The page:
But the title creatures do work. I’ve loved dragons since I was a child, so a chance to see a fleet of them realized in a variety of species is a treat. A few look like they were modeled on spiny blowfish, but the featured dragons are beautiful sights and animated with majesty. Foremost among them is “Toothless,” the Night Fury dragon whom Hiccup befriends after he knocks off the dragon’s caudal fin and limits the creature’s ability to fly. Toothless is a gorgeously designed beast, combining ferocity, cutneness, and elegance in a great package. When Toothless is in flight, the film really flies along with him. He deserves a much better master than Hiccup. The “queen” dragon in the finale is also an awe-inspiring monstrosity that would fit well in a Japanese monster movie because of its tremendous girth.

The movie is based on a book (and subsequent series) by Cressida Cowell. I haven’t read any of the novels, but my research shows that the film version makes major departures in its plot and characters, such as introducing a female romantic interest named Astrid. (Hey, a genuine Old Norse name!) The Vikings of the town of Berk have to constantly fend off dragon attacks, as well as avoid ramming each other with their ridiculous horned helmets. Hiccup, son of chief Stoick the Vast (Gerard Butler), wants be a great dragon killer as well, but just when he starts to change his mind about the creatures thanks to his meeting with Toothless, his dad at last gives in and lets his son take part in the dragon-fighting training with the other hopeful youths. This means a series of gladiatorial scenes with some unusual dragons and far too usual juvenile humor among “funny” kid Vikings—which is exactly what you might expect from using the voice talents of Superbad actors Jonah Hill and Christopher Mintz-Plasse. No criticism of their work—it’s is what they were hired to do—but it’s so ordinary a choice. Some of the challenges and obstacle courses in the training are clever, as are Hiccup’s ways of defeating the dragons using information gleaned from his secret work with Toothless. Again, it’s too bad I that really wanted to kick Hiccup in the groin most of the time, since this made it tough for me to appreciate his hard work becoming a dragon fighter. For once I’m on the side of the overbearing father figure.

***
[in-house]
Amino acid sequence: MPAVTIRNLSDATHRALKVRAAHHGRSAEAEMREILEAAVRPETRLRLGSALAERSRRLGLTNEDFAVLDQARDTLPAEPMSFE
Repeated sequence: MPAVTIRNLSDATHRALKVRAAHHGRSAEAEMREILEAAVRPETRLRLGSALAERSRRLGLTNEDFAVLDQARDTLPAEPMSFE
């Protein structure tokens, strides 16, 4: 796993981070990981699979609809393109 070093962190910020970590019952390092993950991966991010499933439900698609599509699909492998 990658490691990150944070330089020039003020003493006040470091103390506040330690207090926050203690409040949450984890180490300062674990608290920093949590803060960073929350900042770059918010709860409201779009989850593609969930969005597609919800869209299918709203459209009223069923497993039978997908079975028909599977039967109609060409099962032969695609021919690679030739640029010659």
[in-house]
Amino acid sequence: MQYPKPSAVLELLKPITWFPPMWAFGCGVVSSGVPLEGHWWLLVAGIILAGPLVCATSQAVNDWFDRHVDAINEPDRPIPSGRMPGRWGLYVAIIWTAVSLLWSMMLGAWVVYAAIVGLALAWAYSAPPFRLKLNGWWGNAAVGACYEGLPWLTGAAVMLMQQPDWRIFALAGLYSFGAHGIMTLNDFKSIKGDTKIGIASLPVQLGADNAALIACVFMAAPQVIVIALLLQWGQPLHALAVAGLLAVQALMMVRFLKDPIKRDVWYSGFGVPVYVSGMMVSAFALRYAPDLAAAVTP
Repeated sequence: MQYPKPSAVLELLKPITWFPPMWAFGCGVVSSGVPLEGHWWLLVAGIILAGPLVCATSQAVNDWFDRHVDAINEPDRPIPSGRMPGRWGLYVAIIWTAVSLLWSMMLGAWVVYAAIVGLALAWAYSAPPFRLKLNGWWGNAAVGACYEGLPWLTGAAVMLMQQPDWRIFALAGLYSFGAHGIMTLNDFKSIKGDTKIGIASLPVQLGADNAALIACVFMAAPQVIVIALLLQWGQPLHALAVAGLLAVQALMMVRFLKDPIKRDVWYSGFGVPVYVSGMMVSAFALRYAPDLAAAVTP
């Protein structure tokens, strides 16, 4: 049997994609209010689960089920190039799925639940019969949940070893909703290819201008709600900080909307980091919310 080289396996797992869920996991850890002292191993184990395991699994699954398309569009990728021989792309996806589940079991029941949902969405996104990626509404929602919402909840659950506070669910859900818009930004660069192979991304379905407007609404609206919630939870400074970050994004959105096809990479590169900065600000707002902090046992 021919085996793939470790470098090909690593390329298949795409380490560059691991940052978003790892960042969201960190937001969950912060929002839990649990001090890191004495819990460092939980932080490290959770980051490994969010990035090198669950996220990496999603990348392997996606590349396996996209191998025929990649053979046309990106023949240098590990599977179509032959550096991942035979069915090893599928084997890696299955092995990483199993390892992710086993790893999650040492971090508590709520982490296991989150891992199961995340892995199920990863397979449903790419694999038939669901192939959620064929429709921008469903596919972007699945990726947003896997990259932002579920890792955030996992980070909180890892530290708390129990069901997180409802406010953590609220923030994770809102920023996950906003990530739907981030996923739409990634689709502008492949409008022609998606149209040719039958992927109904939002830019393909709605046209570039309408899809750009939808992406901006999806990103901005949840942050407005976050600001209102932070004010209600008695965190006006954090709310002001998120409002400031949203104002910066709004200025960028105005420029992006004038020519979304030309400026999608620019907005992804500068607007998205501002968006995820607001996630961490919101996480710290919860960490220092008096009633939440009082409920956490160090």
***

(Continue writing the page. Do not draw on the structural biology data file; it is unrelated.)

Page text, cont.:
Sigh . . . look, dear readers, let me be honest with you. I can’t stand the stereotypical comedic Vikings. I can only take them for the length of a parody skit, and even that taxes my patience. How to Train Your Dragon can’t escape on the excuse that it’s parody, since much of the movie wants you to take its adventure and setting seriously, and this makes the Scottish-accented big bearded guys with horned helmets and oversized axes and hammers that much more annoying. If you’re fine with the wacky Vikings, please discount my opinion here; but they really killed a large part of the film for me.